Monday, January 31, 2011

AWP 2011: Washington, DC

I hope to see you in Washington, DC this week for the annual Association of Writers and Writing (AWP) Conference - this week! I will be presenting on the subject of teaching online along with other online writing instructors. As a former career counselor, I’m particularly interested in the career advancement aspect of this panel.

Here is the description of our panel:

Finding and Creating Online Teaching Opportunities—and Sustaining and Succeeding in Them
Erika Dreifus, Sage Cohen, Andrew Gray, Matthew Lippman, Chloe' Yelena Miller, and Scott Warnock
More than one in four college/university students now take at least one course online. While some writers teach in college and graduate writing programs, others have established their own, independent course offerings or teach through private organizations. Our panelists represent a range of professional experiences in online teaching, in prose and poetry, for-credit and not-for-credit. They will share strategies for finding (and creating) work and succeeding as online writing instructors.

Some background on my experience teaching online:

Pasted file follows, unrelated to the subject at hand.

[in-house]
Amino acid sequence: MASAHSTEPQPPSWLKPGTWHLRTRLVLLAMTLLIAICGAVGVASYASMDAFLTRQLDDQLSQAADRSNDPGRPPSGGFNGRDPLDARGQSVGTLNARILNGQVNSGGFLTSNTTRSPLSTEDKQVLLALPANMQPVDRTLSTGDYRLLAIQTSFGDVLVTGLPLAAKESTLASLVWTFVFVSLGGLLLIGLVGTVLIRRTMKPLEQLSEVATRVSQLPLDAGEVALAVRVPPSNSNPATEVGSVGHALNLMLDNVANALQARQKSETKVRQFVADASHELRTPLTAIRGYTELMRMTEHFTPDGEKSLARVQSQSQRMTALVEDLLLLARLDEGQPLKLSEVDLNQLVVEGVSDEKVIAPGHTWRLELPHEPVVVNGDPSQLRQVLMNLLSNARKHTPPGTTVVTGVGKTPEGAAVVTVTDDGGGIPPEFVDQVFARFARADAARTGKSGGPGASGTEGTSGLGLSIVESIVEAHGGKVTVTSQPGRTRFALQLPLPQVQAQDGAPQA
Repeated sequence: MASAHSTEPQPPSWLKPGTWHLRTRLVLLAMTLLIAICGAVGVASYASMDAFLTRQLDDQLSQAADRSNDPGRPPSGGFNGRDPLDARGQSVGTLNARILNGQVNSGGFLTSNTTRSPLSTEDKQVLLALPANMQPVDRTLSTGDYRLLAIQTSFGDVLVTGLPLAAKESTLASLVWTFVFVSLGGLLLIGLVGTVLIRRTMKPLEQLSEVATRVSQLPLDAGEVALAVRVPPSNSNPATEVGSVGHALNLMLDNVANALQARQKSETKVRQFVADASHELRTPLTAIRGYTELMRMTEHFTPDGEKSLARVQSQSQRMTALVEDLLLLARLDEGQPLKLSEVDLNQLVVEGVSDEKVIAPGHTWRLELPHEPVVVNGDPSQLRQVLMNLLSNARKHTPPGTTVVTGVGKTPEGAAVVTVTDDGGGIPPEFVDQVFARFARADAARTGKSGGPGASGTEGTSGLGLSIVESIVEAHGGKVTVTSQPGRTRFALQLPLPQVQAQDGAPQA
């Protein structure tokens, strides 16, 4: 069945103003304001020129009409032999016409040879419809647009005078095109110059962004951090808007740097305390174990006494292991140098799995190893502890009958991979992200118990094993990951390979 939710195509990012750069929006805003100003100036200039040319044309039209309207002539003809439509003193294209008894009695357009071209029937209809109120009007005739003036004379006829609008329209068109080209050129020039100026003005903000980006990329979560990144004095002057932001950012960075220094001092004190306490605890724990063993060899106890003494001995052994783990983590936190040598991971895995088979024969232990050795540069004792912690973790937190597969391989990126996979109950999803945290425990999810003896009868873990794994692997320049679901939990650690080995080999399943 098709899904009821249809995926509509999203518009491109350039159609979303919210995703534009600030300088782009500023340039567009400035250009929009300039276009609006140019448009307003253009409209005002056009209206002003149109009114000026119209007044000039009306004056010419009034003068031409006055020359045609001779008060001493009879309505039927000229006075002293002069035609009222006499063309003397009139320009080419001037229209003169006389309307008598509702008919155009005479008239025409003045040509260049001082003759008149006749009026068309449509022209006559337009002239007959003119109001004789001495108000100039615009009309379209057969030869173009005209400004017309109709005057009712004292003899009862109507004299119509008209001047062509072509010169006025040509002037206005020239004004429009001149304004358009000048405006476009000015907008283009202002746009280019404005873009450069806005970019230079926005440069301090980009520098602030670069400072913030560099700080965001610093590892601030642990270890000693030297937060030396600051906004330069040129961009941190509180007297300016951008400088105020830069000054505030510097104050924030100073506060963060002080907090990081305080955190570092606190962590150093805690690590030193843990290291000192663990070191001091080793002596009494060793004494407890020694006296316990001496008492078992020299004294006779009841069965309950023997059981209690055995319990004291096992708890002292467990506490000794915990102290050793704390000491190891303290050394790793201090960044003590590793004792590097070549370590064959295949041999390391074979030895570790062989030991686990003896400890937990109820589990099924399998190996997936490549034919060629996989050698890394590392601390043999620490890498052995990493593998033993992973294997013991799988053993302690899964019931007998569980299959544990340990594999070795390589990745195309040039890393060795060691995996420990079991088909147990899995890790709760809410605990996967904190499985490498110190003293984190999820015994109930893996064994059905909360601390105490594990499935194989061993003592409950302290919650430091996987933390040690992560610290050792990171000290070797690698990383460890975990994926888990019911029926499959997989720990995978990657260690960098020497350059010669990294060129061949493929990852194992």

I started teaching writing at Hudson County Community College in Jersey City, NJ when I was in my final semester at Sarah Lawrence College’s MFA program in 2005. My early classes used Blackboard lightly until I taught blended course, Advanced Writing at Fairleigh Dickinson University, which met partly in person, partly online. I then transitioned to teaching completely online classes, such as Poetry Writing Your Family and Advanced Writing, over the January and summer breaks.

In 2008, I started teaching writing exclusively online for Fairleigh Dickinson University and later, Northampton Community College. In 2010, I began offering private, non-credit online classes to adults. I currently teach a combination of for-credit, university classes online and private monthly writing workshops online.

Thank you to Erika Dreifus for spearheading the panel proposal idea! I’m looking forward to sharing my ideas and learning from the other panelists.

If you’ve never been to an AWP conference before, I highly recommend it. With academic, informative and creative sessions on every writing topic imaginable, endless bookfair and the many readings, you’ll never be bored. It might take a few days to decompress afterwards, but it is worth it!

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